: —: Kinds and Character of Covenant. To create a restriction upon the use of a lot for building purposes, a covenant must be created, and it is immaterial whether it be
Zinn v. Sidler.
termed an equitable easement, or a servitude or a restrictive covenant; if express, it must be in words; if implied, the implication from the words used must be such as will clearly authorize the inference or imputation in law of the creation of the covenant.
Appeal from Jackson Circuit Court.-Hon. James H. Slover, Judge.
REVERSED AND REMANDED (with directions).
Cook & Gossett, Beardsley & Beardsley and Stubenrauch & Hartz for appellants.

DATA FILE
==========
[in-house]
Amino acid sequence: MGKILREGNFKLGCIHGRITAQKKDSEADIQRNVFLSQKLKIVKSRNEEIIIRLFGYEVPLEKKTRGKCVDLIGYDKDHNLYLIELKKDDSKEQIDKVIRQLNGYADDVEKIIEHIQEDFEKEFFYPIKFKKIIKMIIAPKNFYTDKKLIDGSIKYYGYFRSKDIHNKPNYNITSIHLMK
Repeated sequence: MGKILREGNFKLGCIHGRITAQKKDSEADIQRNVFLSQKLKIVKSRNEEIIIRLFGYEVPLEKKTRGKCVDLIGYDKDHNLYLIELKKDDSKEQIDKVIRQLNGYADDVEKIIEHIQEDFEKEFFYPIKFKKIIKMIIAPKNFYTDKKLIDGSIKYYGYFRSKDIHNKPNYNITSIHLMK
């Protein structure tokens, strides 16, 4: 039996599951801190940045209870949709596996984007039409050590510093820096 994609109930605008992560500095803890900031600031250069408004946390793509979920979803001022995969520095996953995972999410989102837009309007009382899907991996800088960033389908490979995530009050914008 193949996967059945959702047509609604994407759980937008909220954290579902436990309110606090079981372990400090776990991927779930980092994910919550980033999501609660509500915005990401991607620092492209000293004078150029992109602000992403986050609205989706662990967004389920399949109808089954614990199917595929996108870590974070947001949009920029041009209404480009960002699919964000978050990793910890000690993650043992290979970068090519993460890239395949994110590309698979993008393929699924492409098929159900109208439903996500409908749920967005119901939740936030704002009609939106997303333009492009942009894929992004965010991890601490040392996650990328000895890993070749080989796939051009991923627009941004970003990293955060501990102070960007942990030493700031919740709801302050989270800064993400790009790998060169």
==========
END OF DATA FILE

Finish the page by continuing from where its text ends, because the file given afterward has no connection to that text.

(1) The mere designation upon the plat of a subdivision of land, or addition, whether within or without a city, of a plain line or lines, and writing on the plat near or along such line or lines the words "Building Line" is too indefinite and indeterminate, and is not a sufficient expression of a positive and perpetual restriction upon the use of the land to be binding as a restriction of the ordinary and usual exercise of ownership and enjoyment of land. Claims of restriction upon the right to ordinary enjoyment of property should be unfavorably and strictly construed. Kitchen V. Hawley, 150 Mo. App. 497; Scharer v. Pantler, 127 Mo. App. 432; Oil Co. v. La Tourette, 19 Okla. 92; McMurtry v. Phillips, 103 Ky. 308; Minister V. Madison Amus. Co., 214 N. Y. 267; Van Duyn v. H. S. Chase & Co., 149 Iowa, 222; Jones v. Williams, 56 Wash. 588; Johnson v. Shelter Island Assn., 122 N. Y. 330. (2) If the platter had so intended to positively restrict, he should and naturally would have said so expressly. King v. Trust Co., 226 Mo. 357. Or the platter may have made his plat as he did intending to put restrictions in his deeds, to make the building line binding as a restriction for some reasonable time and in some